When the Library of Congress first issued the Recommended Formats Statement, one aim was to provide our staff with guidance on the technical characteristics of formats, which they could consult in the process of recommending and acquiring content. But we were also aware that preservation and long-term access to digital content is an interest shared by a wide variety of stakeholders and not simply a parochial concern of the Library. Nor did we have any mistaken impression that we would get all the right answers on our own or that the characteristics would not change over time.
The British Library’s Digital Preservation Team is sometimes asked to help resolve the preservation planning challenges of Library colleagues and other organisations. This post describes a recent request for assistance, the steps taken to learn more, the conclusions reached, and where this leads us next.
The TIFF format and lossless compression
About DPF Manager
DPF Manager is an application and a framework designed to allow end users and developers to gain full control over the technical properties and structure of TIFF images intended for Long Term Preservation.
The main objective is to give memory institutions full control of the process of the conformity checks of files. This is a three-step process:
- Validation: validating the conformance to a specific normative. These normative can be defined by some standardization organization or specific acceptance criteria based on a locally-defined policy rules.
Bill McCoy’s article, “Takeaways on the Future of Documents: Report from the 2015 PDF Technical Conference,” offers some interesting thoughts on the future of PDF. I can’t find much to disagree with. PDF is in practice a format for reproducing a specific document appearance, and that’s becoming less important as the variety of computing devices increases. He makes a point I hadn’t thought of, that the “de facto interoperable PDF format” is well behind the latest specifications, which may explain why I haven’t seen complaints that JHOVE doesn’t know about ISO 32000 PDF!
The veraPDF consortium is pleased to announce the latest release of the veraPDF PDF/A validation software and test-suite currently under development.
Highlights for this release are:
- validation of all conformance criteria for ISO 19005-1 (PDF/A-1), conformance level b;
- a complete PDF/A-1b test corpus, including 200 new test-files:
- PDF features reporting; and
- a cross-platform installer.
Prototype features include:
- PDF metadata fixing;
- validation model and rules for PDF/A-1a, PDF/A-2 & PDF/A-3;
With digital preservation, and in particular the preservation of digital assets created by digitisation, very much a hot topic in the archives and libraries communities recently; we are being asked more and more frequently by clients which is the “best” image format to use.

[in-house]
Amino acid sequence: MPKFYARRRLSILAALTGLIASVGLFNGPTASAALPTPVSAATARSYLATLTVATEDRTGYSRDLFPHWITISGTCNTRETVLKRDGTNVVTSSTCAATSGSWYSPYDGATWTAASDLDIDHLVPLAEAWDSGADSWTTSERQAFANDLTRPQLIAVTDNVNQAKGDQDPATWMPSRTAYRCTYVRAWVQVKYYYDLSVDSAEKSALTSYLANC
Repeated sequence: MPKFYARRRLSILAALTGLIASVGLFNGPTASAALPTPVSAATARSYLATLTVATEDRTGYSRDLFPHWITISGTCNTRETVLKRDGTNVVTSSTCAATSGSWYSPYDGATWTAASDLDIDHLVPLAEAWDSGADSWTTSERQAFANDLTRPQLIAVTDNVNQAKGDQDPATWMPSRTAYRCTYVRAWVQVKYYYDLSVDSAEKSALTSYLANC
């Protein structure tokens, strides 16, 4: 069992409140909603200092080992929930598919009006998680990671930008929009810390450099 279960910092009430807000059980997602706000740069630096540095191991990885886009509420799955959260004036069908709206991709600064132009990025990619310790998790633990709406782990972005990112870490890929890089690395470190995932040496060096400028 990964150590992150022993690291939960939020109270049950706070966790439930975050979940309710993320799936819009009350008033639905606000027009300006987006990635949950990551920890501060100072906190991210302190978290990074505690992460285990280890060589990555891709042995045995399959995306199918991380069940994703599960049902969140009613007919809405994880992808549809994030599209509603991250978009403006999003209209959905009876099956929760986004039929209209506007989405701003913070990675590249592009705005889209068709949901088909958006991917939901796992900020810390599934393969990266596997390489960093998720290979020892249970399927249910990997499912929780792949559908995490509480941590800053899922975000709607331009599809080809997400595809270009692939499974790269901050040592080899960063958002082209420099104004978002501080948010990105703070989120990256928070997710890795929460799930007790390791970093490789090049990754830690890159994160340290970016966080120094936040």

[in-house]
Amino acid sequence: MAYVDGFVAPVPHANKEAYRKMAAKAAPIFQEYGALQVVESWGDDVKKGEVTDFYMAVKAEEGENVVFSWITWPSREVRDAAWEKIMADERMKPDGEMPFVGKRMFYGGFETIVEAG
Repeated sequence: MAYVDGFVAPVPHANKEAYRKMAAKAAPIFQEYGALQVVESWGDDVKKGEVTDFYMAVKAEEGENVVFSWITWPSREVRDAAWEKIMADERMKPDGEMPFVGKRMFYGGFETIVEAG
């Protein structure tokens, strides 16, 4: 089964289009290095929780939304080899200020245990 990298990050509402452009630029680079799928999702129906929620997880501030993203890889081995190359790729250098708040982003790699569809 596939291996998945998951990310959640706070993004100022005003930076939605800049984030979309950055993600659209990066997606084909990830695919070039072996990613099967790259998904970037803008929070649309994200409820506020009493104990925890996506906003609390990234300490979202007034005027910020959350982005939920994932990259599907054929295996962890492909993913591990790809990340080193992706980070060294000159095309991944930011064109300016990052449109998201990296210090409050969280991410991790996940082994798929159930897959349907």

Of course the answer is almost always “It depends on your project’s goals.”
The digital preservation community is a connected and collaborative one. I first heard about the Europe-based PREFORMA project last summer at a Federal Agencies Digitization Guidelines Initiative meeting when we were discussing the Digital File Formats for Videotape Reformatting comparison matrix. My interest was piqued because I heard about their incorporation of FFV1 and Matroska, both included in our matrix but not yet well adopted within the federal community.
EPUB is the favorite format for e-books (ignoring Amazon, which like to be incompatible so it can lock users in). EpubCheck is the open-source industry standard for validating EPUB files. If you’re an author creating your own e-book files, you should run them against EpubCheck before releasing them. It’ll make hosting sites happier, since they’ll probably run it themselves and will like your book better if it passes. A book that passes EpubCheck will also give you fewer headaches with readers complaining it doesn’t work on their reader.
A proposal to use PDF/A as a Submission Information Package (SIP) under the Open Archival Information System (OAIS) model has generated a small stir on Twitter.
The aim of a SIP is to deliver a collection of documents in a form suitable for ingesting into an archive. It needs to have enough metadata to create a proper Archive Information Package (AIP). The model doesn’t specify what SIP format(s) an archive should accept. XML files following well-known archival schemas such as METS for the overall package and PREMIS for preservation information are popular.
A report from the 69th meeting of the JPEG Committee, held in Warsaw in June, mentions several recent initiatives. The descriptions have a rather high buzzword-to-content ratio, but here’s my best interpretation of what I think they mean. What’s usually called “JPEG” is one of several file formats supported by the Joint Photographic Experts Group, and JFIF would be a more precise name. Not every format name that starts with JPEG refers to “JPEG” files, but if I refer to JPEG without further qualification here, it means the familiar format.